• Securing the buy-in of religious and community leaders, critical to ending discrimination, violence against women, and the high incidence of early marriages. For instance, the SWEDD project (Sahel Women's Empowerment and Demographic Dividend Project for Africa) has engaged more than 2,000 religious’ leaders in community dialogues in favor of girls’ secondary education, delayed childbearing, birth spacing, family planning and against gender-based violence in rural communities;
    • Communications and awareness raising campaigns to address gender and social norms. In Nigeria, we are working with the government to raise awareness about topics such as early marriage and pregnancy, high dropout rates, and gender-based violence and create mechanisms to prevent these. Through the SWEDD project, over 24,000 husbands and future husbands are enrolled in 1,719 “husband schools”, where the curriculum has been proven to increase male participation in household task-sharing and healthy sexual and reproductive health behaviors and in reducing violence against women and children.

    Last Updated: Sep 30, 2020

  • The WBG works closely with governments and other development organizations on girls’ education issues to identify and advance interventions that improve girls’ education outcomes and provide resources to support countries implementing such initiatives.

    The Bank is a member of the United Nations Girls’ Education Initiative (UNGEI), which comprises over 20 partners representing multilateral, bilateral, civil society, and non-governmental organizations.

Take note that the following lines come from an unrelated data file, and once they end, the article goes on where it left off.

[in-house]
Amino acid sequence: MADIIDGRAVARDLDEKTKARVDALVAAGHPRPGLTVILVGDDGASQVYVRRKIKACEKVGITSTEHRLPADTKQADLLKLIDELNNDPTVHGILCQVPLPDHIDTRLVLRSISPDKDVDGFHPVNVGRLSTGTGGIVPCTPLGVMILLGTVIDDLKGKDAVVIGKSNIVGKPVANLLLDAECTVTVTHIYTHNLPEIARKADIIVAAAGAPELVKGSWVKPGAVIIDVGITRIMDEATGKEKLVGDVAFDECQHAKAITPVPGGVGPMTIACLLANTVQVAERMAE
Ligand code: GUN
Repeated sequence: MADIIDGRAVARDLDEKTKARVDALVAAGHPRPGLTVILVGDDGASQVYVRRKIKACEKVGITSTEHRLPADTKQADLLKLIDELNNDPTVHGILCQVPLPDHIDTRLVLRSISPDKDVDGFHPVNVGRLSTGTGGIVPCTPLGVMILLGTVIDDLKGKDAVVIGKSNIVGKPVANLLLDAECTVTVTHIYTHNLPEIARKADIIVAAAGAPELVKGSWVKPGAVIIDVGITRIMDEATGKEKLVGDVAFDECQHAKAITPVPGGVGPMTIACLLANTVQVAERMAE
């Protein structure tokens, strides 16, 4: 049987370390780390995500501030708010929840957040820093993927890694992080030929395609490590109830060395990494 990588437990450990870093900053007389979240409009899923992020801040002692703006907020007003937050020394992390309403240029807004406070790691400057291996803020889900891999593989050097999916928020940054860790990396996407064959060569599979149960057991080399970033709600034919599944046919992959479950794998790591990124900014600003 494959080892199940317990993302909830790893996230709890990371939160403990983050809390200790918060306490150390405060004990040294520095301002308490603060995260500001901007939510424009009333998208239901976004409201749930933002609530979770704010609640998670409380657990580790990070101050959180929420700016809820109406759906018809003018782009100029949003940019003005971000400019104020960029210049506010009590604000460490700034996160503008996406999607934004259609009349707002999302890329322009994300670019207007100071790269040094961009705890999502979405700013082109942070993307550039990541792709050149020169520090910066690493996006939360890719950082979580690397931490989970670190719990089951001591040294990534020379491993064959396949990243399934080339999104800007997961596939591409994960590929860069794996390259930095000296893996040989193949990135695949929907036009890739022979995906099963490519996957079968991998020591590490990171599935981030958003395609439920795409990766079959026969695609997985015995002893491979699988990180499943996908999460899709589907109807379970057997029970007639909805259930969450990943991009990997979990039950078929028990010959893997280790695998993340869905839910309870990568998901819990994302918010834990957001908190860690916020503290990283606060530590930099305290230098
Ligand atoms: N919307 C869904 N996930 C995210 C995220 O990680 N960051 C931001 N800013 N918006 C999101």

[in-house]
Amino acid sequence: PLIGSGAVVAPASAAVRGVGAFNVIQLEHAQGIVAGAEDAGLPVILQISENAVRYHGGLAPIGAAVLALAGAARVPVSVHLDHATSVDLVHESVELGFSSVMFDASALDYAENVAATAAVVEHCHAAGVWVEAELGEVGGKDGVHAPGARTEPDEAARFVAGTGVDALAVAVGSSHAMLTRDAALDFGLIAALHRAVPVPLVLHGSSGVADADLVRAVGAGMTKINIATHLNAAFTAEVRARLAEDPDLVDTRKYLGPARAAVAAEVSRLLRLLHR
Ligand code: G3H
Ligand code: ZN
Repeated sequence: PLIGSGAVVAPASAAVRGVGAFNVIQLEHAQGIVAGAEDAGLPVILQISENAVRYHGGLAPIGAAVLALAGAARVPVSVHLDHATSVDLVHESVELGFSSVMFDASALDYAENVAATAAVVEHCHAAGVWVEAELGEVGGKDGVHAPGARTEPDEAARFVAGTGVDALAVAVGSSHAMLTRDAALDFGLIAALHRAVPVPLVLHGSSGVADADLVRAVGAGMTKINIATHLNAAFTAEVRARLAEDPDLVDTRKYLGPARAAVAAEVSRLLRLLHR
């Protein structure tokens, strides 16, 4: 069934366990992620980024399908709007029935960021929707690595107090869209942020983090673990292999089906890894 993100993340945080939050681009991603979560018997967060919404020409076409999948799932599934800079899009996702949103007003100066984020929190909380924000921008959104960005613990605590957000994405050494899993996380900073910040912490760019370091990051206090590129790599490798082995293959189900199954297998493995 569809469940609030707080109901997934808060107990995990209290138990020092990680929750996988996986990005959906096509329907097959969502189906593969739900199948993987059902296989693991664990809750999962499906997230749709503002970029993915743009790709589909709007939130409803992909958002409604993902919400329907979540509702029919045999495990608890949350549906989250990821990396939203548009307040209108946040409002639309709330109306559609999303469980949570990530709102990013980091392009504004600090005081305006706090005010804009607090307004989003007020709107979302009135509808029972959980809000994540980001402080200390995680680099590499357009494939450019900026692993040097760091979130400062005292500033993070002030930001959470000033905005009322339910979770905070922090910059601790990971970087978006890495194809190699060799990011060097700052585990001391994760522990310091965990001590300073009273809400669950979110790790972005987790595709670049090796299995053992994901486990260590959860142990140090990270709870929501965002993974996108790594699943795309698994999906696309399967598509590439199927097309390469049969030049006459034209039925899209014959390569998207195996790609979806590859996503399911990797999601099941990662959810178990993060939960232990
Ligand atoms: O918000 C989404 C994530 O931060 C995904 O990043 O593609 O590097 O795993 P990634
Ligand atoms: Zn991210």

Since 2002, the WBG has also worked closely with the Global Partnership for Education (GPE). It supports the partnership in general, as a Board Member, host of the GPE Secretariat, trustee and grant agent for the vast majority of GPE grants.

    The GPE and UNGEI published the “Guidance for Developing Gender-Responsive Education Sector Plans,” report which aims to inform governments and the development community more broadly to identify critical gender disparities and the factors contributing to them while channeling insights into country’s education sector plans.

    The WBG also collaborated with the International Center for Research on Women (ICRW) to produce Economic Impacts of Child Marriage, a recent report detailing the effects of child marriage, which was supported by the Bill & Melinda Gates Foundation, the Children’s Investment Fund Foundation, and GPE.

    We are partners in the Global Partnership to End Violence Against Children launched in 2016 by the UN Secretary-General. The Bank is also a member of the UNESCO led Global Education Coalition, a multi-sector partnership to meet the urgent need worldwide for continuity of learning during the COVID-19 pandemic.

    We also partner with the Inter-agency Network for Education in Emergencies (INEE) which manages a Reference Group on Girls’ Education in Emergencies.

    Last Updated: Sep 30, 2020